“Despite the fact that we did not make any gains, of course as a Canadian and a federalist I am encouraged by the collapse of the Bloc,” Harper said.

While the NDP played the key role in slaying the Bloc dragon, “I do think we deserve some of the credit.”

He said while the Tories lost seats in Quebec, they still have a base in the province and see room to grow.

“I am disappointed but not discouraged.”

Harper returned to the microphone twice after taking several questions, even admitting to taking a modest swig of champagne in celebration of Monday’s win.

He also sought to allay any fears of a looming hard-right agenda. He insisted Canada’s commitment to public health care is unquestioned.

“I think we’ve made it very clear that we support Canada’s system of universal public health insurance.”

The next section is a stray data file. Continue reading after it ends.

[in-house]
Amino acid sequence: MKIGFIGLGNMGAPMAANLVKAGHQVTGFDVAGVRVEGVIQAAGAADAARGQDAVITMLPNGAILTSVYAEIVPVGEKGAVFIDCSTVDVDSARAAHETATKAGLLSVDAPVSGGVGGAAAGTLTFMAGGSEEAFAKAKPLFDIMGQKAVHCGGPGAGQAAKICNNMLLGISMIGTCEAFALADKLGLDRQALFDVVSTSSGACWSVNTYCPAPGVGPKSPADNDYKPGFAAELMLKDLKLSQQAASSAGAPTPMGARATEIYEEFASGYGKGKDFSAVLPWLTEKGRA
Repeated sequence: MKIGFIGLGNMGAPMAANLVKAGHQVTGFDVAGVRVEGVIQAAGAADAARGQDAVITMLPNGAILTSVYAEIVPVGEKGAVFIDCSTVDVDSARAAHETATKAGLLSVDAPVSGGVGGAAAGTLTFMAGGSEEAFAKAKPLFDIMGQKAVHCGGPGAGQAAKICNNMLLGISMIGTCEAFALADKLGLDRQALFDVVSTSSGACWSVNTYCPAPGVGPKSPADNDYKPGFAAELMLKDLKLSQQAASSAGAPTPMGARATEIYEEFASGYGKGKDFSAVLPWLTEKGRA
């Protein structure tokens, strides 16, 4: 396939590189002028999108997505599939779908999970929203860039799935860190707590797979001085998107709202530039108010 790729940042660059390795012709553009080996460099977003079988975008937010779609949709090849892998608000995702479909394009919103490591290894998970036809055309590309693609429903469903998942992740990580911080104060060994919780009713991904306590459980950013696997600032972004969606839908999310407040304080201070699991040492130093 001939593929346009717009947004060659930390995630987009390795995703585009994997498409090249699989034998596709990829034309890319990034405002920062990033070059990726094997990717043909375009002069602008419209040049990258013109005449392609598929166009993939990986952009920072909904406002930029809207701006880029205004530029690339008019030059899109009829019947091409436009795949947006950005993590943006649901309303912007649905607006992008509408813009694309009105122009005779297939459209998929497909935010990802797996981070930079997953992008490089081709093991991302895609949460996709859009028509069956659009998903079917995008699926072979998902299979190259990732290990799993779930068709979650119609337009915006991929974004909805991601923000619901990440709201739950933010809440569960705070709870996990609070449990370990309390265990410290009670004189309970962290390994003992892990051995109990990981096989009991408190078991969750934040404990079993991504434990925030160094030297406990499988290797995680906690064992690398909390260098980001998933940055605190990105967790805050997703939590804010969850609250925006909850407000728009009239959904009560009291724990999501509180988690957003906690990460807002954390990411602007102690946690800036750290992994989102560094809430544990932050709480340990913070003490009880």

He wants to co-operate with the provinces in making the health-care system better, he added. “I think we need to figure out how we can work together.”

The prime minister also suggested that he’ll stick to the platform and the last Tory budget brought down in March, and work hard to keep the public trust.

“One thing I’ve learned, surprises are generally not well received by the public,” he said.

“We will have to govern well, govern in people’s interest,” he said. “Even as a majority you have to, on an ongoing basis, keep the trust of the population.”

The Conservatives won 167 seats, while the NDP will form the official Opposition with 102. The Liberals were reduced to 34 seats, while the Bloc Quebecois is left with only four.

Harper wasn’t the only leader basking in victory today: NDP Leader Jack Layton becomes leader of the official Opposition after his party’s best showing in its history, while Green party Leader Elizabeth May won her party its first seat ever.